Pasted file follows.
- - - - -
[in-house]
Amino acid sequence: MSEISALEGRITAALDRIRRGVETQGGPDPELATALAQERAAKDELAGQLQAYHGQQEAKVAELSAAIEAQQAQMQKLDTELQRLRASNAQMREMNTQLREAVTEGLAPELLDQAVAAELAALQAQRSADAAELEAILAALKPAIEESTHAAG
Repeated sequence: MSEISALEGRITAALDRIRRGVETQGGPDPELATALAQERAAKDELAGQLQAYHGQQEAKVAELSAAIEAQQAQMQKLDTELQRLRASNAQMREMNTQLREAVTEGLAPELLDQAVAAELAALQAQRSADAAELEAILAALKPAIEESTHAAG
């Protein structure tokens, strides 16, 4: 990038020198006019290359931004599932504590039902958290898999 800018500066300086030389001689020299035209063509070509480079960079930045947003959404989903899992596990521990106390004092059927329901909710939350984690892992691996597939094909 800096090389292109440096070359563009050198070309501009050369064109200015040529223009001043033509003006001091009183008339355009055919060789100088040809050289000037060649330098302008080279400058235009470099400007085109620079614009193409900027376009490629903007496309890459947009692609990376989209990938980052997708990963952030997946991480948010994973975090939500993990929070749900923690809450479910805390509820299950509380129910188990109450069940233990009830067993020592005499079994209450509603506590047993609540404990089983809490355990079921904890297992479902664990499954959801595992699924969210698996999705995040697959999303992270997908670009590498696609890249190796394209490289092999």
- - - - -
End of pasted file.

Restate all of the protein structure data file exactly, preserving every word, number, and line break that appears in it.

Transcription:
[in-house]
Amino acid sequence: MSEISALEGRITAALDRIRRGVETQGGPDPELATALAQERAAKDELAGQLQAYHGQQEAKVAELSAAIEAQQAQMQKLDTELQRLRASNAQMREMNTQLREAVTEGLAPELLDQAVAAELAALQAQRSADAAELEAILAALKPAIEESTHAAG
Repeated sequence: MSEISALEGRITAALDRIRRGVETQGGPDPELATALAQERAAKDELAGQLQAYHGQQEAKVAELSAAIEAQQAQMQKLDTELQRLRASNAQMREMNTQLREAVTEGLAPELLDQAVAAELAALQAQRSADAAELEAILAALKPAIEESTHAAG
């Protein structure tokens, strides 16, 4: 990038020198006019290359931004599932504590039902958290898999 800018500066300086030389001689020299035209063509070509480079960079930045947003959404989903899992596990521990106390004092059927329901909710939350984690892992691996597939094909 800096090389292109440096070359563009050198070309501009050369064109200015040529223009001043033509003006001091009183008339355009055919060789100088040809050289000037060649330098302008080279400058235009470099400007085109620079614009193409900027376009490629903007496309890459947009692609990376989209990938980052997708990963952030997946991480948010994973975090939500993990929070749900923690809450479910805390509820299950509380129910188990109450069940233990009830067993020592005499079994209450509603506590047993609540404990089983809490355990079921904890297992479902664990499954959801595992699924969210698996999705995040697959999303992270997908670009590498696609890249190796394209490289092999």